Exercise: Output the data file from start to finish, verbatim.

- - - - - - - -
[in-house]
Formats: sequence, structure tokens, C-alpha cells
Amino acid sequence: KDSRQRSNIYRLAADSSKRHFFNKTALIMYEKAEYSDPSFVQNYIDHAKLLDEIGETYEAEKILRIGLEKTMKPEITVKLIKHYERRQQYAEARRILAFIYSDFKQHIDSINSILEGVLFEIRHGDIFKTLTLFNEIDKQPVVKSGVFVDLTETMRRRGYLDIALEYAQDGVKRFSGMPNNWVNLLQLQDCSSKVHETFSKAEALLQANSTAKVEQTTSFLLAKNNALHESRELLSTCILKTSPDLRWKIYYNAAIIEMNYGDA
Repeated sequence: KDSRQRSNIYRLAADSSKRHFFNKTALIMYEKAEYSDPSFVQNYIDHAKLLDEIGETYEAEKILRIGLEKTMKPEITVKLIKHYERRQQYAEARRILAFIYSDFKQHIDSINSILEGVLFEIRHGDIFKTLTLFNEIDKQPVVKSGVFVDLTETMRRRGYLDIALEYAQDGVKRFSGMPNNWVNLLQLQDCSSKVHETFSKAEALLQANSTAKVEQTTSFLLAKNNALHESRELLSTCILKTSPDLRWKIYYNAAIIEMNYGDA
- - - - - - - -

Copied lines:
[in-house]
Formats: sequence, structure tokens, C-alpha cells
Amino acid sequence: KDSRQRSNIYRLAADSSKRHFFNKTALIMYEKAEYSDPSFVQNYIDHAKLLDEIGETYEAEKILRIGLEKTMKPEITVKLIKHYERRQQYAEARRILAFIYSDFKQHIDSINSILEGVLFEIRHGDIFKTLTLFNEIDKQPVVKSGVFVDLTETMRRRGYLDIALEYAQDGVKRFSGMPNNWVNLLQLQDCSSKVHETFSKAEALLQANSTAKVEQTTSFLLAKNNALHESRELLSTCILKTSPDLRWKIYYNAAIIEMNYGDA
Repeated sequence: KDSRQRSNIYRLAADSSKRHFFNKTALIMYEKAEYSDPSFVQNYIDHAKLLDEIGETYEAEKILRIGLEKTMKPEITVKLIKHYERRQQYAEARRILAFIYSDFKQHIDSINSILEGVLFEIRHGDIFKTLTLFNEIDKQPVVKSGVFVDLTETMRRRGYLDIALEYAQDGVKRFSGMPNNWVNLLQLQDCSSKVHETFSKAEALLQANSTAKVEQTTSFLLAKNNALHESRELLSTCILKTSPDLRWKIYYNAAIIEMNYGDA